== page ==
I got a beautiful pair of Bushnell binoculars for Christmas. “Because you’re so visual. So observant.” said Will. “I want to nurture that.” He also noticed that I’ve fallen in love with a little cardinal that’s taken up in our backyard and my insistence on getting the bird feeder left by the previous owners of This Old House in working order.
I don’t know what exactly spawned my newfound interest in birds. Oh, wait. Yes I do. That little cardinal in my backyard. So cheery, happy, and red. He makes me smile every time I see him flutter across the alley, a little crimson blur skimming the phone wires until landing in the branches of our holly tree. Jonathan Rosen, in his book The Life of the Skies, describes our affinity for birds like this:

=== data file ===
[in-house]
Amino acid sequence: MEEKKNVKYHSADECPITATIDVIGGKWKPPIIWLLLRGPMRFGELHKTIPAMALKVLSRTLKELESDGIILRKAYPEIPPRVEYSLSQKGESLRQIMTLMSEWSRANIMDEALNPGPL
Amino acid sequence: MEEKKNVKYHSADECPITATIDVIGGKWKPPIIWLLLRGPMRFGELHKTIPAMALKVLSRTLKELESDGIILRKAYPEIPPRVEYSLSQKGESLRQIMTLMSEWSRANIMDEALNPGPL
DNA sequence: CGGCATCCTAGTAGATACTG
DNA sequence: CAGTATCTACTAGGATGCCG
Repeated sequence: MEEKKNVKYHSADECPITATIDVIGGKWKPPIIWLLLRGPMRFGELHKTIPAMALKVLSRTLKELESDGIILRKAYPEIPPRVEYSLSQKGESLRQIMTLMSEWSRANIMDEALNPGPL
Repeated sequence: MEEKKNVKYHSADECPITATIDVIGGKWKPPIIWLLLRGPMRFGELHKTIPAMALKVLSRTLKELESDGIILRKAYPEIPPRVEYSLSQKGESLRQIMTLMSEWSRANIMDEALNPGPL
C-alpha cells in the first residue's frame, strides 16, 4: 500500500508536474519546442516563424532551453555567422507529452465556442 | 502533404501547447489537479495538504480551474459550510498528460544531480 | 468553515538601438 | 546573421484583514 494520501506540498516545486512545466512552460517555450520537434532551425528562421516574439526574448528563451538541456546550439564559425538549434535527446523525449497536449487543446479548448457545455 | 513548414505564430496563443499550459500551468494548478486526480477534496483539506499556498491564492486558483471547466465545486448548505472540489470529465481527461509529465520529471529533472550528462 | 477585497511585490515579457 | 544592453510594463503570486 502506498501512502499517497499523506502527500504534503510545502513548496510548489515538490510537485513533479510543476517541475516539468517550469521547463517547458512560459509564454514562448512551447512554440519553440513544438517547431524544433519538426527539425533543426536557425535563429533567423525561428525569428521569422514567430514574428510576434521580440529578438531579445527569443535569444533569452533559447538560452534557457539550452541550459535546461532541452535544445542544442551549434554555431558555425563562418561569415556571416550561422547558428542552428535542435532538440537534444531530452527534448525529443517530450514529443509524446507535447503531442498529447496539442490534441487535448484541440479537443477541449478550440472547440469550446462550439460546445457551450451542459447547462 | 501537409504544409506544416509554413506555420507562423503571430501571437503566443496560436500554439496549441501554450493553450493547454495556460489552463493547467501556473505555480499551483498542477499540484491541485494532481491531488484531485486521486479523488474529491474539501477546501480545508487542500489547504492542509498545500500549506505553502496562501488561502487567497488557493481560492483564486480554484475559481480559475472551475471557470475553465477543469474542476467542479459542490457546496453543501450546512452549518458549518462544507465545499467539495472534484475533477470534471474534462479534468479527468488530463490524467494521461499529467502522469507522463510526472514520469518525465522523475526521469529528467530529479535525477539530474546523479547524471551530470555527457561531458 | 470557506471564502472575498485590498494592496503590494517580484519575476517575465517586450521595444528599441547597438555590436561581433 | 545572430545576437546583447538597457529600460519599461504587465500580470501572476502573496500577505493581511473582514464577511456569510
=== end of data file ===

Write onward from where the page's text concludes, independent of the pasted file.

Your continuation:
Everyone is a birdwatcher, but there are two kinds of birdwatchers: those who know what they are and those who haven’t yet realized it. In the United States, a lot of people have realized it — 47.8 million Americans, according to the Fish and Wildlife Service — and yet my passion is constantly greeted with surprise. You? Perhaps it is because I live in a city and lead an urban life. But why should people wonder that I watch birds? It’s like being surprised that someone has sex or goes to the bathroom. The surprise reveals ignorance not so much about birds—their beauty, their abundance, their wild allure — as about human nature. We need, as the great biologist Edward O. Wilson has argued, to affiliate with nature in order to be happy. He calls this phenomenon “biophilia.”